;  together - so to have a hidden extension which loads at startup,
;  is interested in logging events, and does not appear in the
;  "Extensions" window, you would use 1 + 2 + 4 + 8 = 15
;

Form name = "PMTMPLT"

32-bit model = 1
 Form DLL = ~a\PMTMPLT.DLL
Form type = COMPOSER
Form flags = 64
Form tagname = "MH-POPULIST"

;  You can enter the default finger server host in "Form Data"

Form data = ""
End
   ------end of Pmtmplt.FFF file---------
*)

Notes on the coding

Conditional DEFINE statements have been inserted in the code to provide both for a16bit extension for use with 16bit versions of Pegasus and compiled with Delphi 1, as well as the 32bit version compiled as described with Delphi 2.01. Note that different Templt.RES files are needed for each version, 16bit (compiled with BRCC.EXE) and 32bit (compiled as described with BRCC32.EXE). The 16bit versions can be compiled with the Resource Workshop shipped with Borland Pascal for Windows version 7 or the Delphi 1 RAD pack.

It is important to be meticulous with the names of the Dialog Resource Template (szFormDlgName) and the Dialog Class (szFormDlgClassName). These names turn up at several places in the code - in FORMINIT and in defining the class attributes in the TMClass dialog class.

Note that the IDs for Pegasus Extensions messages (eg WM_F_NEWMESSAGE) are defined in the WPMFORMS.INC include file (see above).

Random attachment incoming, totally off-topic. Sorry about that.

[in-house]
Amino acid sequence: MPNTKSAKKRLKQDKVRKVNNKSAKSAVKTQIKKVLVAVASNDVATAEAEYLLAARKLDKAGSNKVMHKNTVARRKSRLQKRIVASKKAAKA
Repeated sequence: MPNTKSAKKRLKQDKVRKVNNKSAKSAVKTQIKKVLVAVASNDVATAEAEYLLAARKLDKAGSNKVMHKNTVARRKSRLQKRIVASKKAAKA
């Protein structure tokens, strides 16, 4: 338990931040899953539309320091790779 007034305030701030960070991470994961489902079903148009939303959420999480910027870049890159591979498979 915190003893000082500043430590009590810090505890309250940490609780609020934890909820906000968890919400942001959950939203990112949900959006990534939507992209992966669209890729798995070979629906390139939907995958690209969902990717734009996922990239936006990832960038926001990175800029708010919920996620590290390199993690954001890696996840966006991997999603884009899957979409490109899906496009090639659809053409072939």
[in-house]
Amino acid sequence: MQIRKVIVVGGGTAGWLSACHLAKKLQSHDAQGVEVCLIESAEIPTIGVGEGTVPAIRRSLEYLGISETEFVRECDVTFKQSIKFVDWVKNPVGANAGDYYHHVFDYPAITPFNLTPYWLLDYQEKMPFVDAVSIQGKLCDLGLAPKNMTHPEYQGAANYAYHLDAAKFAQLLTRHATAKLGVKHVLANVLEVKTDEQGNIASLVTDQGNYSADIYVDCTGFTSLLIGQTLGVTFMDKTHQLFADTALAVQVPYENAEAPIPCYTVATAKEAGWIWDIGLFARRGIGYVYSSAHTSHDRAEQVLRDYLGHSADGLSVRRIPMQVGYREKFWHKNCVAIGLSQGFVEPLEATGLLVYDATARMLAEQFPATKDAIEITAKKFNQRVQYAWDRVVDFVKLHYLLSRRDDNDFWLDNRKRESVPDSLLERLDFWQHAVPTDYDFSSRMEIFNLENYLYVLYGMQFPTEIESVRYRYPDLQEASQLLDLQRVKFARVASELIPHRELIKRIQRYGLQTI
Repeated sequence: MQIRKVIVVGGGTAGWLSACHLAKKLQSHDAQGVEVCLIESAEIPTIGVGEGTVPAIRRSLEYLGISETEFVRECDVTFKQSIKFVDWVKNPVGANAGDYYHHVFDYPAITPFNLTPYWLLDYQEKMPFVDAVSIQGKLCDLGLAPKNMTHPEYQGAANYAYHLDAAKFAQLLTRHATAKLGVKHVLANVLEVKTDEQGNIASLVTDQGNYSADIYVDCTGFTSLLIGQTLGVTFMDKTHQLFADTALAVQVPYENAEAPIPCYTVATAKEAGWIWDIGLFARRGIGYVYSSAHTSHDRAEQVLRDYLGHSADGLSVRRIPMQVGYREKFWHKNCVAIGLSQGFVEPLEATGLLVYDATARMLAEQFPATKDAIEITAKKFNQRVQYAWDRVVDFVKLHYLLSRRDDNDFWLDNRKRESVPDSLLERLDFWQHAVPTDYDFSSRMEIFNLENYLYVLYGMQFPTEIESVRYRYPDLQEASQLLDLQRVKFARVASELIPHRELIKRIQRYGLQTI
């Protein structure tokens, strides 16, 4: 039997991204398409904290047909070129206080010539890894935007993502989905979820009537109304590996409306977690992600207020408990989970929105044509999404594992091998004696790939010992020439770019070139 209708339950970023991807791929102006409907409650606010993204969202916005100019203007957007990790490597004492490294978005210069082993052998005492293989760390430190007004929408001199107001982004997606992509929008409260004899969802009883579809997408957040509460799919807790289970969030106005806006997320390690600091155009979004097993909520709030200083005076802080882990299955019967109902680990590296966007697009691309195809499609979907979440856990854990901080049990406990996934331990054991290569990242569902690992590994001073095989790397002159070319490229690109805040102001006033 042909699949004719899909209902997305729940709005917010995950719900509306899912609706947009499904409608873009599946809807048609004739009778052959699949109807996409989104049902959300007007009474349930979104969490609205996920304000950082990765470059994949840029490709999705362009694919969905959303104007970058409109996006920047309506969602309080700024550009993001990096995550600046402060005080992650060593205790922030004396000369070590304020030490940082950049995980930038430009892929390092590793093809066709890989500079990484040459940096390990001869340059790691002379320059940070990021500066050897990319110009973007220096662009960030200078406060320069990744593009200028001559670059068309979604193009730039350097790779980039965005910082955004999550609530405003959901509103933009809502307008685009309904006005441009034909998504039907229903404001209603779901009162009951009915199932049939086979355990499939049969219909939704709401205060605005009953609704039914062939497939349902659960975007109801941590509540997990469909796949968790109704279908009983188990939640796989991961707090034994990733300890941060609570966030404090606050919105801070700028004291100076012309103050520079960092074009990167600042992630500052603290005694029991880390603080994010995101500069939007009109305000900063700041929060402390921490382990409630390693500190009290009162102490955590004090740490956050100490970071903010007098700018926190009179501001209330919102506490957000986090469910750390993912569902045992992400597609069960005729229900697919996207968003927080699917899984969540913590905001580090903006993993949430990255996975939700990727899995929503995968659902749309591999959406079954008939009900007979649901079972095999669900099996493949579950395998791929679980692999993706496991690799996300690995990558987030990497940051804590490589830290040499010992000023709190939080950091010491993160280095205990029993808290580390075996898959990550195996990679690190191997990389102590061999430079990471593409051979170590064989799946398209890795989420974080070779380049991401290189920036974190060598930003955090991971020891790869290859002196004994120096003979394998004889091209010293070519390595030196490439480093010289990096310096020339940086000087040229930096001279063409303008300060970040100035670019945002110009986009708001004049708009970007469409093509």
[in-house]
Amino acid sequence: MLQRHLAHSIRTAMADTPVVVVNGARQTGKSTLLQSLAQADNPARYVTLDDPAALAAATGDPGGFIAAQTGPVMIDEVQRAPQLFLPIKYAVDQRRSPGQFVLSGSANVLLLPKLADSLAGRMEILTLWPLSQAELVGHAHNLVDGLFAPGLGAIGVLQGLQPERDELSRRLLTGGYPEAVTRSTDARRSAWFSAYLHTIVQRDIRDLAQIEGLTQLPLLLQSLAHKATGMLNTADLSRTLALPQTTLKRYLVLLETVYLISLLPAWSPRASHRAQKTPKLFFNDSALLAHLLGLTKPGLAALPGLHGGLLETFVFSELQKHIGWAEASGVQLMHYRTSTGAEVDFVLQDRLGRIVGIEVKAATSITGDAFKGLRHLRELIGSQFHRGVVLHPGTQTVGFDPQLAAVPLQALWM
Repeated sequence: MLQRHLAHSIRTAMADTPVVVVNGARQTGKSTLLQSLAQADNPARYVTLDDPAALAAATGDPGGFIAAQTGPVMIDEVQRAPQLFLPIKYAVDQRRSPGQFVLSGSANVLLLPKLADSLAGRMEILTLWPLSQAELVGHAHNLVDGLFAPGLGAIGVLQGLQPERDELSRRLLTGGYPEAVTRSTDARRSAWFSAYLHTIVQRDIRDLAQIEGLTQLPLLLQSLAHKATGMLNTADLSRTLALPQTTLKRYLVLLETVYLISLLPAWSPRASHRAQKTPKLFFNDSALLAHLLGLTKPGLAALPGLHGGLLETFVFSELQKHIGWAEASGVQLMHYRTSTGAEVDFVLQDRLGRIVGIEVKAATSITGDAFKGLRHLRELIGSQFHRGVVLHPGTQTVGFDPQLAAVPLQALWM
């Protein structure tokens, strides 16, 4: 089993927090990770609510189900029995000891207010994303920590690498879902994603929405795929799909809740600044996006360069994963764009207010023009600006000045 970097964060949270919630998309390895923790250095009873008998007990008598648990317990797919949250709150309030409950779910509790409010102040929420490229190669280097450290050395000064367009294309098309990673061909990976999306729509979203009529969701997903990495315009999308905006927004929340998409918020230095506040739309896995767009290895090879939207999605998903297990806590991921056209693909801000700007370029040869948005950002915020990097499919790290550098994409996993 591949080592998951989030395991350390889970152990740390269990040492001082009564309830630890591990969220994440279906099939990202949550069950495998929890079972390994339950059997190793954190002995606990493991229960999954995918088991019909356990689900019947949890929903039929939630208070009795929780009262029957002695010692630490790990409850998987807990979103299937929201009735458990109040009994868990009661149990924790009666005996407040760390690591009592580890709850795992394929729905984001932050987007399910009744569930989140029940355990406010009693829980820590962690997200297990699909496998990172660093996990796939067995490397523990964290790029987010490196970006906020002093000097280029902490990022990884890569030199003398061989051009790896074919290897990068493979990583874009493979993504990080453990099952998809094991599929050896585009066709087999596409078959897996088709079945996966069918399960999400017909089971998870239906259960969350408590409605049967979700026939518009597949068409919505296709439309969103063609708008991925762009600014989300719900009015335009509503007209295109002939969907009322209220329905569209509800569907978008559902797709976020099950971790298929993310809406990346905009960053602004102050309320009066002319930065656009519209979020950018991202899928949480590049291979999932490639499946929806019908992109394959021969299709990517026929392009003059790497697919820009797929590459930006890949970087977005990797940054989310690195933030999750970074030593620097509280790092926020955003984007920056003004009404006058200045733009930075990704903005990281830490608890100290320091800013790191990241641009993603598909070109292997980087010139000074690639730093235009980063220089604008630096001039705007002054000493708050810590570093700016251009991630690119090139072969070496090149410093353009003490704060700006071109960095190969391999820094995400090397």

For some reason, the WM_FM_INITFOCUS message is received twice during an extension's startup stage and can cause strange effects. For this reason, the boolean variable Firstfocus is defined.

Also, it is noticed that exported functions are all stdcass for 32bit (Delphi 2) extensions, but default to PASCAL for 16bit (Delphi1) extensions. David Harris' notes in WPMFORMS.TXT describe clearly how the FORMINIT implements the communication between the extension and Pegasus Mail proper. The remaining coding is conventional windows programming. If this is unfamiliar, then refer to Charles Petzold's Programming Windows. This is the best book on the subject by far, even though it is written from a C programming perspective.

Conclusion

In this page I have argued, with the help of an example extension, that compact and efficient extensions can be made with the Delphi development system. Compactness can only be achieved by avoiding Forms and OOP constructs. I have not found anything which can be done in C/C++ which cannot be done in Delphi; Delphi is very fast - Pmtmplt.DLL with its 1700 lines of code including WPMFORMS.INC, takes less than 1/4 second to compile on a P166 machine with NT4 W/s.

I have found that with a bit of practice, it is almost as quick to develop these compact DLLs and EXEs as it is to use Delphi the way Anders Heijlsberg designed. After all, this approach is certainly needed for writing Delphi Components.

Lastly, I do believe that developers should use the language system they feel most comfortable with. The main reason for chosing Delphi (and previously Turbo Pascal) is that I cannot understand C programs I wrote 5 years ago, whilst Pascal programs written 10 years ago seem perfectly comprehensible.